Imitate the eunuch. He found an instructor on the road, and he did not spurn instruction; but although he was a rich man, he caused the poor man to mount into his chariot: a grand and splendid courtier placed at his side a private individual, on whom others would look with contempt. And when he had learned the gospel of the kingdom, he embraced the faith with his heart, and did not delay to receive the seal of the Spirit. For when they drew nigh to a stream, “behold,” he says, “here is water,” thus showing his great joy. Behold what is required—what prevents me from being baptized? Where the will is ready, there is no obstacle: for He that calls us, loves mankind, the minister is at hand, and the grace is abundant. Let the desire be sincere, and every obstacle will vanish. There is only one to hinder us, he who blocks up the path of salvation, but whom by prudence we can overcome. He causes us to tarry; let us rise to the work. He deludes us by vain promises; let us not be ignorant of his devices. For does he not suggest to commit sin to-day, and persuade us to defer justice till the morrow? Wherefore the Lord, to defeat his perverse suggestions, says to us, “Today, if you hear my voice.” He says: today for me: tomorrow for God. The Lord cries out: “To-day hear my voice.” mark the enemy—he does not dare counsel us utterly to abandon God, (for he knows that this were shocking to Christians,)2 but by fraudulent stratagems he attempts to effect his purpose. He is cunning in evil doing: he perceives that we live for the present time, and all our actions regard it. Stealing from us, then, artfully today, he leaves us to hope for tomorrow. Then when the morrow comes, the wicked distributor of time appears again, claiming the day for himself, and leaving the morrow to the Lord: and thus perpetually, by using the bait of pleasure to secure for himself the present time, and proposing the future to our hopes, he takes us out of life by surprise.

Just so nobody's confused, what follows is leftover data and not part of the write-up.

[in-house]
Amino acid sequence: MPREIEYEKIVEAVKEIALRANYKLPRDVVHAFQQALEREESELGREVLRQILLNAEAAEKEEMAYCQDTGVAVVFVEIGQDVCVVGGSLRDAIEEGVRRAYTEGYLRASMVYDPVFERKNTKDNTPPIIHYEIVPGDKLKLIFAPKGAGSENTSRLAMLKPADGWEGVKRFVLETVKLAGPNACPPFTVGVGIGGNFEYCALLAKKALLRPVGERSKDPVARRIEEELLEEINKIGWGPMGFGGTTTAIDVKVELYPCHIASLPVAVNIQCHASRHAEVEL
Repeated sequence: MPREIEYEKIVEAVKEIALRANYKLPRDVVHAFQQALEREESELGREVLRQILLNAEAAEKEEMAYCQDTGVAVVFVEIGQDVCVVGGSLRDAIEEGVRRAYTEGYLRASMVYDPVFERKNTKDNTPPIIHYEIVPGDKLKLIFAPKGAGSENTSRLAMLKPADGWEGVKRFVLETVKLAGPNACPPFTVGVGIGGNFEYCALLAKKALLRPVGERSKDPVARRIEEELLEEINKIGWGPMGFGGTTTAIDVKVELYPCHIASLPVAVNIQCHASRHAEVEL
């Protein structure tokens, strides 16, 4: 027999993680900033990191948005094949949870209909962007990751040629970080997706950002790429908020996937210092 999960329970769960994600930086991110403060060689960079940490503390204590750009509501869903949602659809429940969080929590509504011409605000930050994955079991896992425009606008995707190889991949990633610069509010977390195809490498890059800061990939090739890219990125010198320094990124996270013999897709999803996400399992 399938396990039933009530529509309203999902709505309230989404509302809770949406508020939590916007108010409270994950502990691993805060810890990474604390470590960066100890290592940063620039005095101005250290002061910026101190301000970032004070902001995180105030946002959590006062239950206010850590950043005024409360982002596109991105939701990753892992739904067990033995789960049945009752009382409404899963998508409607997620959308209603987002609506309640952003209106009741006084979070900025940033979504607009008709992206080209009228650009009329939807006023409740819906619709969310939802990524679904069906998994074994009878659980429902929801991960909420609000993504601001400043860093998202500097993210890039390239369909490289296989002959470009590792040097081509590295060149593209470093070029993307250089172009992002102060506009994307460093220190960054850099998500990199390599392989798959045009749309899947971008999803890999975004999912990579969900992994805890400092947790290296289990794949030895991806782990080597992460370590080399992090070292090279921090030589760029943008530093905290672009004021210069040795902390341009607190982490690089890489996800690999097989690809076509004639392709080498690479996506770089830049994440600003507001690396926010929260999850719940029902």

I once witnessed a stratagem of a bird. Her young ones being easy to be taken, she threw herself before them, as a ready prey to the fowlers, and fluttering in view of them, she neither could be caught, nor yet did she leave them without hope of catching her: and having in various ways deluded their expectations, keeping them intent on her, and afforded to her young ones the chance of flight, at length she herself flew away. Fear lest you also be deceived in like manner, since you prefer uncertain hope to the certain opportunity of present good. Come, then, at once, to me: devote yourself entirely to the Lord—give in your name, be enrolled in the list of the church. The soldier’s name is enrolled: the champion enters on the combat, after his name has been inscribed on the lists; a naturalized citizen is registered on the city books. By all these titles you are bound to give in your name, as a soldier of Christ, a champion of piety, and one who aspires to citizenship in heaven. Have it inscribed on this book, that it may be inscribed above. Learn, be instructed in the evangelical discipline—restraint of the eyes, government of the tongue, the subduing of the body, lowliness of mind, purity of heart, annihilation of pride. When constrained to do any thing, add cheerfully something to what is exacted: When despoiled of your property, do not have recourse to litigation, but repay hatred by love. When persecuted, forbear, when insulted, entreat. Be dead to sin, be crucified together with Christ, fix your whole affection on the Lord. But these things are difficul—what good thing is easy? Who ever raised a trophy while asleep; who ever, while indulging in luxury and music, was adorned with the crowns of valor? No one without running can gain the prize; brave struggles merit glory, combats win crowns. “Through many tribulations we must enter into the kingdom of heaven.” But the beatitude of the heavenly kingdom succeeds these tribulation—while the pain and sorrow of hell follow the labors of sin. If any one consider it attentively, he will find that not even the works of the devil are performed by the workers of iniquity without toil. What exertion does continence require? The voluptuous man, on the contrary, is exhausted by indulgence. Does continence diminish our strength in a like degree as detestable and unbridled passion wastes it away? Sleepless nights are, indeed, passed by those who devote themselves to vigils and prayers; but how much more wearisome are the nights of such as are wakeful for iniquity? The fear of detection, and the anxiety for indulgence, utterly take away all rest. If, fleeing the narrow path which leads to salvation, you pursue the broad way of sin, I fear lest continuing on it to the end, you come to an inn suitable to the road.